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By The Way
Detours with locals. Travel tips you can trust.
The Washington PostDemocracy Dies in Darkness

A long-haul move is hard enough. A pandemic and racism make it even harder.

Health experts share tips for relocation travel during these uncertain times

(María Alconada Brooks/The Washington Post)

In the middle of the coronavirus pandemic, I needed to move to one of the country’s hot spots.

Usually based in D.C. for work, I was away from my husband in Florida. He was looking for a job to join me, but after the pandemic hit, I went to him instead, thinking things would return to normal soon.

That was March.

Months passed, and I lived out of a duffle bag carry-on, hoping nobody noticed I was wearing the same shirts on Zoom. But I couldn’t afford to keep paying for an expensive empty apartment, so I made the difficult decision in July to relocate.

Not only is it intimidating to travel right now and risk exposure to covid-19, the disease caused by the coronavirus, but I was also fearful of moving across the country as an Asian American. Hate crimes have increased against my community, which is frequently blamed as the cause of the virus. Asians were getting spit on and being set on fire.

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With so much at stake, we traveled as fast as possible — flying in on a Thursday, packing like maniacs so we could drive out that night and get back by Friday afternoon. It was a total of two days, across five states, with many wipes and a huge tub of Purell.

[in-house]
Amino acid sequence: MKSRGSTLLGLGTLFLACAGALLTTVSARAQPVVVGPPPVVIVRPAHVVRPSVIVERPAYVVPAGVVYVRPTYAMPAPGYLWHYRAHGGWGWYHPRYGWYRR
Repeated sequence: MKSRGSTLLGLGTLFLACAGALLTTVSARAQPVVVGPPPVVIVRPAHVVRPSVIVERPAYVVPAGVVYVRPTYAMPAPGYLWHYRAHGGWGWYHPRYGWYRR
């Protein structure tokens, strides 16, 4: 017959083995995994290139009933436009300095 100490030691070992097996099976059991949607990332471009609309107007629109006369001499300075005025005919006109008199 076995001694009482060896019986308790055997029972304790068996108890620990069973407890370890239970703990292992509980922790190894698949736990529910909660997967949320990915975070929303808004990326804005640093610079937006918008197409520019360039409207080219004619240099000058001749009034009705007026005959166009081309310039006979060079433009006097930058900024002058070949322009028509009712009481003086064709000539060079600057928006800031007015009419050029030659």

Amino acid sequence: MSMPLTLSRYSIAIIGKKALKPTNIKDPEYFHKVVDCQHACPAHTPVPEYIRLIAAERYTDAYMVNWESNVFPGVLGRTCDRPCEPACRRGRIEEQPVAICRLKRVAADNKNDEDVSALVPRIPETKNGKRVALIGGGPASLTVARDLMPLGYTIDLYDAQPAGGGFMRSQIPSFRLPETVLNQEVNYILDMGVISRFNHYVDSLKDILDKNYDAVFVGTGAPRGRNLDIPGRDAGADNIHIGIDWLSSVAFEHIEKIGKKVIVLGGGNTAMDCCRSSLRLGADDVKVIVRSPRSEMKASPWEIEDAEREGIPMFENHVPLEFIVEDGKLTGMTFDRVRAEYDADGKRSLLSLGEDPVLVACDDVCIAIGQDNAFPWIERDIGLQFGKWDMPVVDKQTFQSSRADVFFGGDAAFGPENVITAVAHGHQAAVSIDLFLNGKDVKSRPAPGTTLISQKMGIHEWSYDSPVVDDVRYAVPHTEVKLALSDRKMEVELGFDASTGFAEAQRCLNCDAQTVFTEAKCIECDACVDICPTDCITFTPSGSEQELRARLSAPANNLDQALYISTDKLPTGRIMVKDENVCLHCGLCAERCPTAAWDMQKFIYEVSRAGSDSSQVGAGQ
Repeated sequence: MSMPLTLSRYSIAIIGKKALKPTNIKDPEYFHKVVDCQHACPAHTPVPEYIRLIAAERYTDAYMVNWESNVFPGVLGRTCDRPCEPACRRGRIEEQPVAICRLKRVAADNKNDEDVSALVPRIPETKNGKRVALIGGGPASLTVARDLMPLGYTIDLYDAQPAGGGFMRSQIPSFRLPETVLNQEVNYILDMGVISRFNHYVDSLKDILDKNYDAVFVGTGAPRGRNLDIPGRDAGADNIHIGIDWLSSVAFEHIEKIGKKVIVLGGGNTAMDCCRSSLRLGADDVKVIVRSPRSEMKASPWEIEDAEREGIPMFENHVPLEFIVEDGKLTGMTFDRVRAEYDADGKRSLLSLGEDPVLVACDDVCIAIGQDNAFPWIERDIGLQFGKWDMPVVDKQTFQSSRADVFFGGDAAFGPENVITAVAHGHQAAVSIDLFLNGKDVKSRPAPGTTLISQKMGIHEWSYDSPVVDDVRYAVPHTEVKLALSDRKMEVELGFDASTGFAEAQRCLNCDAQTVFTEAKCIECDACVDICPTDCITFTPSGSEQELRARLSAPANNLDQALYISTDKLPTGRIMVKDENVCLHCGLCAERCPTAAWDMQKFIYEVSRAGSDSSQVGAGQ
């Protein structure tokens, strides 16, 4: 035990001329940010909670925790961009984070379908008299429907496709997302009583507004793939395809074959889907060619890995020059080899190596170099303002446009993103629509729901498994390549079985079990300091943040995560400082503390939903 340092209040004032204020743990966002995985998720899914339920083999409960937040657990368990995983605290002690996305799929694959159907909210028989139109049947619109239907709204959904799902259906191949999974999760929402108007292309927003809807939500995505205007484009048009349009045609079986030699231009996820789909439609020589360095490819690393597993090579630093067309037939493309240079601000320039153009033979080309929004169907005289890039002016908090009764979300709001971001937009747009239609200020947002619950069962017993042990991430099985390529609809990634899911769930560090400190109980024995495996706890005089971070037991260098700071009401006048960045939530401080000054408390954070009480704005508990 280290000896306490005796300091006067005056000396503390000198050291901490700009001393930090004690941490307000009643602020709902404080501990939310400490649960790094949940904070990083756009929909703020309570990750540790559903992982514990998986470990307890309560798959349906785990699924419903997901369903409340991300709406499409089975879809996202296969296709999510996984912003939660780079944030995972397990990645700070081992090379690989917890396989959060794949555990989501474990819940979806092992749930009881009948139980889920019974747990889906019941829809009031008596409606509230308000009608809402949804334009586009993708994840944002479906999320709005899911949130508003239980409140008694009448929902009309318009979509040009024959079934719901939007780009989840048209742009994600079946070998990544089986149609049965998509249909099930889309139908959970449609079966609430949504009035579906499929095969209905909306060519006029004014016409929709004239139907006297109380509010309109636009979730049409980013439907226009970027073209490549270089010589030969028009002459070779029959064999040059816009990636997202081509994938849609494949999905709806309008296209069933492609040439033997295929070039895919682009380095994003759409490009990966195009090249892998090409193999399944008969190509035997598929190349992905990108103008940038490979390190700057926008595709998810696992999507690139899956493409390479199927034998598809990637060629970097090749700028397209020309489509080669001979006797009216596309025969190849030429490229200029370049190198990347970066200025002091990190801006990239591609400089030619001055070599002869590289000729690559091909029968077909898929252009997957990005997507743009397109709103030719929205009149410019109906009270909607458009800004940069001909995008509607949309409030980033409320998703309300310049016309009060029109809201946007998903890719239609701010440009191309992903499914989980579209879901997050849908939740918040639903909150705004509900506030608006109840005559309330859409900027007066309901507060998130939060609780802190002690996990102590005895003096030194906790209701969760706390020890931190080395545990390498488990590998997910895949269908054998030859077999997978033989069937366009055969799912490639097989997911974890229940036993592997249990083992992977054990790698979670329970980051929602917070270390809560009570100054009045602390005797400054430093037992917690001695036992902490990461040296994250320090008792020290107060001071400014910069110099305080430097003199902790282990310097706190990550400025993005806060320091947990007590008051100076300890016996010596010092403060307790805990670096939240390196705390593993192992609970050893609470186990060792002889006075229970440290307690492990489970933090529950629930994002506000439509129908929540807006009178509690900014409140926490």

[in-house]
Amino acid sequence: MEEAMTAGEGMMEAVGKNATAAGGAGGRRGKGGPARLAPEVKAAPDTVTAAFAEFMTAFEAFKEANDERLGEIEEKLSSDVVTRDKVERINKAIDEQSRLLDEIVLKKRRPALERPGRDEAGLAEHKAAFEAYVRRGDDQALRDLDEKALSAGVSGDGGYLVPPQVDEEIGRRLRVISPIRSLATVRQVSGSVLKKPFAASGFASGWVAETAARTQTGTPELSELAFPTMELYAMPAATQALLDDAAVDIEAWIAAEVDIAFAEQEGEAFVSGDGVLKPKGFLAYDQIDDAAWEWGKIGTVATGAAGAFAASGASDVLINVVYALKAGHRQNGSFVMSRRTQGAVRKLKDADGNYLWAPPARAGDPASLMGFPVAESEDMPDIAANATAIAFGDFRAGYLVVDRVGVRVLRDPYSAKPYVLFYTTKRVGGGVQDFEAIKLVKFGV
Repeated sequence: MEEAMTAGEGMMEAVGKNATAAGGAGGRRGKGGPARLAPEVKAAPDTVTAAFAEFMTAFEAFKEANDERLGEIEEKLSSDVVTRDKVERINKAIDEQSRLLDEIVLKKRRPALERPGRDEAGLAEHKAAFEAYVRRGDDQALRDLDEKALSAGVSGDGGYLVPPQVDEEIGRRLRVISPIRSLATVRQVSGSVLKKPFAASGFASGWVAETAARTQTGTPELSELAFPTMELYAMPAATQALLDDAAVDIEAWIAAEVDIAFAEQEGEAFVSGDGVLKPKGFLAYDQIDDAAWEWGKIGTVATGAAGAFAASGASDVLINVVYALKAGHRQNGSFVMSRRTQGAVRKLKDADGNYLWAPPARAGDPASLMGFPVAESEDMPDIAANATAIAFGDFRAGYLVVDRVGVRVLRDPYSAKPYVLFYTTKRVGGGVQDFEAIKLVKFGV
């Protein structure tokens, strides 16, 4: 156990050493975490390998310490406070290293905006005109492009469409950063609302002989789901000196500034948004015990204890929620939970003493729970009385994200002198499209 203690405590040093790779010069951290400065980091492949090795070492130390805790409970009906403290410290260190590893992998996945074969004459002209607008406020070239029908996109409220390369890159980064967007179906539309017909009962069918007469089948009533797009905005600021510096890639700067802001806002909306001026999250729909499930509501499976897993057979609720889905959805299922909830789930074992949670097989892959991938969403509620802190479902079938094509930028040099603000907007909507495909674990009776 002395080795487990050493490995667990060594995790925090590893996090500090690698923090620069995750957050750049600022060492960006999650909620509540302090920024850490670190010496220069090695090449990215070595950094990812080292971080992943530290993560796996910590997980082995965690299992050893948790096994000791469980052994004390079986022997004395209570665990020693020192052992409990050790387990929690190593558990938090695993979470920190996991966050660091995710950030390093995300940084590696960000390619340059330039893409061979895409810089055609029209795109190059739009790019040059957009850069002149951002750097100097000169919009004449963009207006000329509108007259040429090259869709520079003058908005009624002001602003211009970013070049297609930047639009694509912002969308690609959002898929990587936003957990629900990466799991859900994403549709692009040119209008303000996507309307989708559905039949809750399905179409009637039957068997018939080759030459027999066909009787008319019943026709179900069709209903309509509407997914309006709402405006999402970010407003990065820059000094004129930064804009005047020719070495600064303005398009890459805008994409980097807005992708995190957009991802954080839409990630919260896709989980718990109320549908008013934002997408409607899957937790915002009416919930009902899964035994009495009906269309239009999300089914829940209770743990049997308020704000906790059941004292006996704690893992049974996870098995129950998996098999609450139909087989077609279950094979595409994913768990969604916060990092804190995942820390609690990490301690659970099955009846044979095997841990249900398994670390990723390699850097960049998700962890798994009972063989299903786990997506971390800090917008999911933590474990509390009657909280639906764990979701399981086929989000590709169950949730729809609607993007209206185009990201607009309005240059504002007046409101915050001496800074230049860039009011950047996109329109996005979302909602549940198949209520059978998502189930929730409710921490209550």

I don’t suggest moving now, but if you have no other choice, like me, experts have many tips for how to make the trip as smooth — and safe, in multiple ways — as possible.

Weigh your level of risk

For our move, we calculated the cheapest method with the least risk. We also wanted to do the move as quickly as possible, and on our own. This meant opting for a two-hour flight rather than a 14-hour drive, no movers and no hotel stays.

My greatest fear was flying again, but experts said it may not be as risky as you think — especially if the airline cleans regularly and doesn’t pack customers in.

“Your actual transmission on a flight is very, very small because they have very careful airflow that comes down from above you that goes out at the bottom,” said Adrian Hyzler, the chief medical officer of Healix International, a medical assistance company for travelers. “It kind of cones you, so it comes down like that and out. They recycle air from the outside every two or three minutes, so it’s 20 to 30 times an hour that there is air brought in from outside.”

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To be extra cautious, we chose Delta, because it required masks and blocked middle seats. Flight attendants also passed out wipes when boarding the plane.

Arm yourself with research and, of course, wipes

Before moving, research the destination’s situation, infection rates and reopening rules, said William B. Greenough, clinical chief of the Ventilator Rehabilitation Unit at Johns Hopkins Bayview Medical Center.

“The country is very much a patchwork,” Greenough said. “Some areas are fairly safe, and there are areas that are very, very much hyper-epidemic, so the first thing is to get accurate information.”

Some states will also be restricting visitors, warned Greenough, especially those coming from places with a high number of coronavirus cases, like Florida, California and Texas.